Theosophy, Zanoni, the Occult Law and the Golden Age

Did H.P.Blavatsky actually just plagiarize ideas from Bulwer-Lytton and his esoteric novel Zanoni? This question is being mulled over again by an American grad student in Religious Studies. What religious studies students do not know about is the real process of initiation. They do not understand the ending of Occult law and the blessing to our modern world of open access to the wisdom teachings. It is the end of Kali Yuga and the beginning of Satya Yuga, the age of enlightenment- the possibility of the Golden Age.

The actual existence of the Mahatmas and the continuous history of the  wisdom teachings of Theosophy are so clear if one reads the original works of H. P. Blavatsky : Isis Unveiled and The Secret Doctrine. Her great biography HPB by Sylvia Cranston describes in detail her background, discovery of the Mahatmas, and the impact of Theosophy upon our modern culture in science, literature, and modern spirituality.

I believe that the old Occult Law that kept the teachings and the master’s existence secret ended in the early years of the twentieth century.The Brotherhood opened the door to the public with the publishing of the Theosophical Society and their works.

Bulwer-Lytton was one who by intuition or actual experience, brought a very real story of spiritual development and the Masters to modern society’s attention. I think that both Bulwer-Lytton and Blavatsky found the Masters and the teachings directly and so their stories are similar as based in the same fount of truth.

Bulwer-Lytton and Blavatsky

“Musings on Bulwer-Lytton, Zanoni, and Fiction as a Source of Theosophical Beliefs” is the title of a recent post by John L Crow, a grad student at the Department of Religions at Florida State University, Tallahassee, Florida. Among other things he poses the question:

Do we simply claim she was myth-making based on Bulwer-Lytton’s fiction? Okay, maybe that is true. But so what? Blavatsky’s assertion informs Theosophical Doctrine and many Theosophists take these statements as fact. [C. Nelson] Stewart claims that Zicci and A Strange Story “were based rather upon what we should now call ‘astral experiences’ beginning in [Bulwer-Lytton’s] early youth.” In all these Theosophical assertions, fiction acts to reveal and conceal what Theosophists see as occult truth. Those who have the eyes to see and can read between the lines see in Bulwer-Lytton’s fiction the truth of occultism and the works become manuals. Terms such as “The Dweller on the Threshold” enter occultism and become topics of Theosophical doctrine. Fiction becomes the seeds that sprout into assertions about occult truth. So what?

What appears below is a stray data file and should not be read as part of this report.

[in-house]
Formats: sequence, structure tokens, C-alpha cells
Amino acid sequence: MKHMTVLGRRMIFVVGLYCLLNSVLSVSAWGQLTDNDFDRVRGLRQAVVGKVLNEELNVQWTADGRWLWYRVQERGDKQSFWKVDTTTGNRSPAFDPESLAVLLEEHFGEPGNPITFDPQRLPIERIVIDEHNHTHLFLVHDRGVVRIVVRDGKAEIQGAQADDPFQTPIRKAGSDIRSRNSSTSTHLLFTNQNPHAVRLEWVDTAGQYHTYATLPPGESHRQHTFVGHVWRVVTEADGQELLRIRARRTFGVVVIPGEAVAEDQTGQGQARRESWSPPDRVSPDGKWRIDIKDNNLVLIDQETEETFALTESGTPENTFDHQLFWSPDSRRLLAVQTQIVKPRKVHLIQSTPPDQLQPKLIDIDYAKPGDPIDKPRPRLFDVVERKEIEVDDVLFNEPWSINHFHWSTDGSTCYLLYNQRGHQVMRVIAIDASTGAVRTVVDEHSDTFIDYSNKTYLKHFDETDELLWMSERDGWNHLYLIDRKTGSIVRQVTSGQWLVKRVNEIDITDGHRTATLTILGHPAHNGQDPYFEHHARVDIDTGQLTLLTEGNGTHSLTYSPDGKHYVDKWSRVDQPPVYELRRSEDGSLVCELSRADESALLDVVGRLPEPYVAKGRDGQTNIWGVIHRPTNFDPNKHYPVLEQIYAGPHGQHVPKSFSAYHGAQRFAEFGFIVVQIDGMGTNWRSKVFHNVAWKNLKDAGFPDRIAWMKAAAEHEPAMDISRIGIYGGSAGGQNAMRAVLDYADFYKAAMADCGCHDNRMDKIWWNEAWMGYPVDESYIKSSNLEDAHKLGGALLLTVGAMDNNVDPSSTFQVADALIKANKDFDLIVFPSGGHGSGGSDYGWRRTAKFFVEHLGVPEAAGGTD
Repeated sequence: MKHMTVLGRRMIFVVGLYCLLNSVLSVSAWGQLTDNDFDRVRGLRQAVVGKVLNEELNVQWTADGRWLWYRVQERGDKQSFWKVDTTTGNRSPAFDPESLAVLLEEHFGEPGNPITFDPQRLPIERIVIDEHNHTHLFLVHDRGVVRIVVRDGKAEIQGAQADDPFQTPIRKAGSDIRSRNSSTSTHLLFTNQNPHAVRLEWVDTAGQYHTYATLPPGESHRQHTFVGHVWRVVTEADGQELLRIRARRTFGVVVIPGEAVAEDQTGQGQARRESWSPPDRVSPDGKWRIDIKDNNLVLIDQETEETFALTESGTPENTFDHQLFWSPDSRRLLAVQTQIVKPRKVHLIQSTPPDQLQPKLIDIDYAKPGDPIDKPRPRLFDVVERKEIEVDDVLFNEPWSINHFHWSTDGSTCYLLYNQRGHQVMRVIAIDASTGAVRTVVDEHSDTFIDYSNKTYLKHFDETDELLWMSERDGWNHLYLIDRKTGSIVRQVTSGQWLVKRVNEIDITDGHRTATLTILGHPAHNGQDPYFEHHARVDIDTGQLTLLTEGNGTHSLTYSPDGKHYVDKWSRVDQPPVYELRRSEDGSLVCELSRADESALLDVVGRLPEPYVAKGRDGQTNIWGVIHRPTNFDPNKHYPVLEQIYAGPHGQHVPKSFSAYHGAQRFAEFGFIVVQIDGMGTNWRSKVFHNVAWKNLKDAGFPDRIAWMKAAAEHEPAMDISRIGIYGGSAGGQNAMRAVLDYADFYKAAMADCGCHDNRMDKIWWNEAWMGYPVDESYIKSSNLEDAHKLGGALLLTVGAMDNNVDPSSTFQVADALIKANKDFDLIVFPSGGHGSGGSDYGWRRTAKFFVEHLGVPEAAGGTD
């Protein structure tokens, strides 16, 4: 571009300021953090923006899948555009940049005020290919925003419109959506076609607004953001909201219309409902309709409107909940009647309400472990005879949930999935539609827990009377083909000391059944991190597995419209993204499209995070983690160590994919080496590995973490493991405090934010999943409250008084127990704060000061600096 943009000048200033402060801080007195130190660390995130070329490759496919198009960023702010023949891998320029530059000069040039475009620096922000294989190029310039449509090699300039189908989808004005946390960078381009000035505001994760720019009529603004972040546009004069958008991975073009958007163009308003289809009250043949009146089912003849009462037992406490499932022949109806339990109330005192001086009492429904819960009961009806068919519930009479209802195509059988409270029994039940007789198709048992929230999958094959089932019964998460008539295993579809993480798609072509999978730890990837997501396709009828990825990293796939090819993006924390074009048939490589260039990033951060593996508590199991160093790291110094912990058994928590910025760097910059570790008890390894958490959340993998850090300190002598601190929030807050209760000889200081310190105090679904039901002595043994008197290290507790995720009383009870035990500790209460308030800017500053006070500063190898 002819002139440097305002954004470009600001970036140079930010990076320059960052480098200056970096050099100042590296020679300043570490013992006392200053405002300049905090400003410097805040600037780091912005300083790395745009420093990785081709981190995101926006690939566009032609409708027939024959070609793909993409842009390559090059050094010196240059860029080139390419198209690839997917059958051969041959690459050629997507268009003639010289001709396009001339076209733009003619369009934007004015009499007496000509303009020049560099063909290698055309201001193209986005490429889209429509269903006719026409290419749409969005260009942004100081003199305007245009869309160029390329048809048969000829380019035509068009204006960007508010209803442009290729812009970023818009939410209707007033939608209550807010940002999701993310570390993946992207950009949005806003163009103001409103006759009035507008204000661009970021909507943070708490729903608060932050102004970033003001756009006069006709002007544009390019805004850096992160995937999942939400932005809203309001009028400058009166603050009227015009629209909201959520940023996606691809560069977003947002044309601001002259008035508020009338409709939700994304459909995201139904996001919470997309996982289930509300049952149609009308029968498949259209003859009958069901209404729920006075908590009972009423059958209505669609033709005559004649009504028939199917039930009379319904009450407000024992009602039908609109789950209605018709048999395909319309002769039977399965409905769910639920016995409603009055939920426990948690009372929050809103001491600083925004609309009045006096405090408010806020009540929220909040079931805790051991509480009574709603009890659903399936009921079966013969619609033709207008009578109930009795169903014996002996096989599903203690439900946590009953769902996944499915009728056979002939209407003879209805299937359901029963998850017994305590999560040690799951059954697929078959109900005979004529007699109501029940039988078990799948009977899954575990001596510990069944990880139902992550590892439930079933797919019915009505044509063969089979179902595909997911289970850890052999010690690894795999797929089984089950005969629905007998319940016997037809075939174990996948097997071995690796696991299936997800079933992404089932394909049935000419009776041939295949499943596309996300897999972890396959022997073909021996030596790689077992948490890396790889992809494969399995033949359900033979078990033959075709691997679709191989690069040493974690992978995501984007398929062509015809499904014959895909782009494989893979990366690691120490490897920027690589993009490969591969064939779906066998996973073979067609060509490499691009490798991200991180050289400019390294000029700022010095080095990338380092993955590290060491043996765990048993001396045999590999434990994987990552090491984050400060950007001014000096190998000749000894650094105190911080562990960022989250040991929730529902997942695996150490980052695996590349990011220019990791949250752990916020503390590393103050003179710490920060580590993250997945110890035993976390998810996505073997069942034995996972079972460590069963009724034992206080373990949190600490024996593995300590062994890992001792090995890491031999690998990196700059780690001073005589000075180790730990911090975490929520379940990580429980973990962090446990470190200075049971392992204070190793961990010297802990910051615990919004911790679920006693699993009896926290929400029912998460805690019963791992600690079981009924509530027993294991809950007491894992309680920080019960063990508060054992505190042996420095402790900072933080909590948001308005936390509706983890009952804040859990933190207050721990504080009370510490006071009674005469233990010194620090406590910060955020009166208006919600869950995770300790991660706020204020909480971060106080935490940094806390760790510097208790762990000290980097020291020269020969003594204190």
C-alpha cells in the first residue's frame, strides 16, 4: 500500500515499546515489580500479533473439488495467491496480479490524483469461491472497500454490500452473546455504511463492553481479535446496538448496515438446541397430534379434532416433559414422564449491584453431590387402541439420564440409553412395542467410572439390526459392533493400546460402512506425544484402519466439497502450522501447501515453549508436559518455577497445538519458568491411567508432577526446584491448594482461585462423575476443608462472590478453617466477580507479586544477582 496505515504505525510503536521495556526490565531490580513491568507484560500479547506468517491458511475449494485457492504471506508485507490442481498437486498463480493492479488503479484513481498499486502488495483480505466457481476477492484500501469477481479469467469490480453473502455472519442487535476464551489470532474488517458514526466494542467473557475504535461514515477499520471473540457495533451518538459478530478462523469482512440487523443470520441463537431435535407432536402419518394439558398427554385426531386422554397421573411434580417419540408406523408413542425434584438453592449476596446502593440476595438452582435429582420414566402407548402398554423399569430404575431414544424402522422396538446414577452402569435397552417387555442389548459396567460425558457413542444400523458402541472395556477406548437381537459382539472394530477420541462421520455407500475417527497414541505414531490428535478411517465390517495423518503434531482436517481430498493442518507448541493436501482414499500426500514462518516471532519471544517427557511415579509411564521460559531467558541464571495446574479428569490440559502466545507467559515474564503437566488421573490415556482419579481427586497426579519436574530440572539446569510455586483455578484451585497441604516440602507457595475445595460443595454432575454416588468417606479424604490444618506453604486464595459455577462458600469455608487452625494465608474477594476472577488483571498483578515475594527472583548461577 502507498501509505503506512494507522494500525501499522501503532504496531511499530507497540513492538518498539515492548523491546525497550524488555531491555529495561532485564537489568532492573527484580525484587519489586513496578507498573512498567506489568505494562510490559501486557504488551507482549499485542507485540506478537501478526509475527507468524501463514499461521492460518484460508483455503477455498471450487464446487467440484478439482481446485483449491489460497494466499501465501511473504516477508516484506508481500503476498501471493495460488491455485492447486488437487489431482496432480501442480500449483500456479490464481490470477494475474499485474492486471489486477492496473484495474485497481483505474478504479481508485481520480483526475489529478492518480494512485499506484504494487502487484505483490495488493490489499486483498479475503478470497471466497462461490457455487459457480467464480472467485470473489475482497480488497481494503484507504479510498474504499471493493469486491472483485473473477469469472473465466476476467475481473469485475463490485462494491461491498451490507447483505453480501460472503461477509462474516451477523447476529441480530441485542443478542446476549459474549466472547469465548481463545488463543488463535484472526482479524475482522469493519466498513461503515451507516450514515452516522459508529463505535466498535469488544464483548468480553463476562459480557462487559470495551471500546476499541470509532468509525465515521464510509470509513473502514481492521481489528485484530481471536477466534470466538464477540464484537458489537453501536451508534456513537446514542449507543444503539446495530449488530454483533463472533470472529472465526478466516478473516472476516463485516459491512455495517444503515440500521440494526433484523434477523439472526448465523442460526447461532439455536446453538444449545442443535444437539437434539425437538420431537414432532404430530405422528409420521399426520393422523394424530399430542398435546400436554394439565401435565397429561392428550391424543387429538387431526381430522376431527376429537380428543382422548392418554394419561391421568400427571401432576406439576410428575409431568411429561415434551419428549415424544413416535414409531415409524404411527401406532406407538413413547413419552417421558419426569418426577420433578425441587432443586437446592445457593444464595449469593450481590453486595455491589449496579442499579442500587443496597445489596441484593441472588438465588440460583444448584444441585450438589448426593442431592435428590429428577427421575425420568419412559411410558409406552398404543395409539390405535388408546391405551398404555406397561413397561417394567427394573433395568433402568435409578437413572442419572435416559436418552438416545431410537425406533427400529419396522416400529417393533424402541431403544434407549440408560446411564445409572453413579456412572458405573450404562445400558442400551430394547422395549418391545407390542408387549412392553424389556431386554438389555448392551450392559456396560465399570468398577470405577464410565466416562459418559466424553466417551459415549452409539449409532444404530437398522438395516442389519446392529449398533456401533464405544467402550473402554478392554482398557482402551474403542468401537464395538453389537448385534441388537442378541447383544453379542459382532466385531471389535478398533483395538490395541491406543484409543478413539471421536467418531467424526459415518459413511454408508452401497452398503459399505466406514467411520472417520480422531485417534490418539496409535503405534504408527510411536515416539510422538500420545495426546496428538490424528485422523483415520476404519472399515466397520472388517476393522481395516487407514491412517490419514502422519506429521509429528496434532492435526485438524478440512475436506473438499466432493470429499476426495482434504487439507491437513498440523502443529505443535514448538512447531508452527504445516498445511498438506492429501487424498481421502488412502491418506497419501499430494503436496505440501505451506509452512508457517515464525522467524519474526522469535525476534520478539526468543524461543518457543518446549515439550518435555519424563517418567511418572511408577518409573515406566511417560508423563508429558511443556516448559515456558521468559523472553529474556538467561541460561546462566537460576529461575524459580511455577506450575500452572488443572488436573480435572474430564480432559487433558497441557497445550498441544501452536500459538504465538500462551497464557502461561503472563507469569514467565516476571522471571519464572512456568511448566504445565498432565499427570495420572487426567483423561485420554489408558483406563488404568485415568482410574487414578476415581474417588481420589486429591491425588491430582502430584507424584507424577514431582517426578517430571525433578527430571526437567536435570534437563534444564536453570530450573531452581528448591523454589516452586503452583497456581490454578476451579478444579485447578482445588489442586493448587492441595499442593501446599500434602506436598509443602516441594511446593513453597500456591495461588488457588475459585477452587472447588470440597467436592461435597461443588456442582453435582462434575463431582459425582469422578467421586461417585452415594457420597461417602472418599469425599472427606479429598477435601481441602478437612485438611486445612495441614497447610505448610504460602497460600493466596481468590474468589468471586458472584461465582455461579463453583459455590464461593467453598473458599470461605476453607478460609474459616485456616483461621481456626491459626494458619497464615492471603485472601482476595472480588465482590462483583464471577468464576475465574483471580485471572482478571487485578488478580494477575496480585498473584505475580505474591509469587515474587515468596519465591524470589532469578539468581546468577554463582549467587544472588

Edward Bulwer-Lytton’s occult fiction is outlined in John Henry Montgomery’s 2000 Masters Dissertation “Bulwer Lytton’s Mystic Novels: On the Margins of the Invisible” at Rand Afrikaans University (now University of Johannesburg). Unfortunately he repeats statements like “Madame Blavatsky would shamelessly plagiarise him [Bulwer Lytton] in her Isis Unveiled,” without giving the slightest evidence.

R.A. Gilbert reminds us in his chapter “‘The Supposed Rosy Crucian Society’ Bulwer-Lytton and the S.R.I.A.” in Ésotérisme, Gnosis & Imaginaire Symbolique (2001) that “Joscelyn Godwin rightly points out that ‘There is nothing in Zanoni that a voracious reader of occult literature could not have learned at second hand.’”

Certainly Mejnour and Zanoni, the adepts of the novel Zanoni (1843), are not creations unique to Bulwer-Lytton, who died the same year Blavatsky arrived in America, 1873. They owe something to their predecessors depicted in earlier novels like Vathek (1786) and Sethos (1731) and one of Blavatsky’s personal favourites, Le Comte de Gabalis (1670). In her childhood Blavatsky would already have been familiar with the volkhv, wizard, of Russian folklore, a word used to describe the Three Kings in Russian translations of the gospel of Matthew.

The mahatmas have also commented on this identification of their roles:

I hope that at least you will understand that we (or most of us) are far from being the heartless, morally dried up mummies some would fancy us to be. “Mejnour” is very well where he is — as an ideal character of a thrilling — in many respects truthful story. Yet, believe me, few of us would care to play the part in life of a desiccated pansy between the leaves of a volume of solemn poetry. We may not be quite the “boys” — to quote Olcott’s irreverent expression when speaking of us — yet none of our degree are like the stern hero of Bulwer’s romance.

Vathek, 1815, from the 2004 exhibition
Les livres anglais du duc d’Aumale
at the Bibliothèque et Archives du Château de Chantilly
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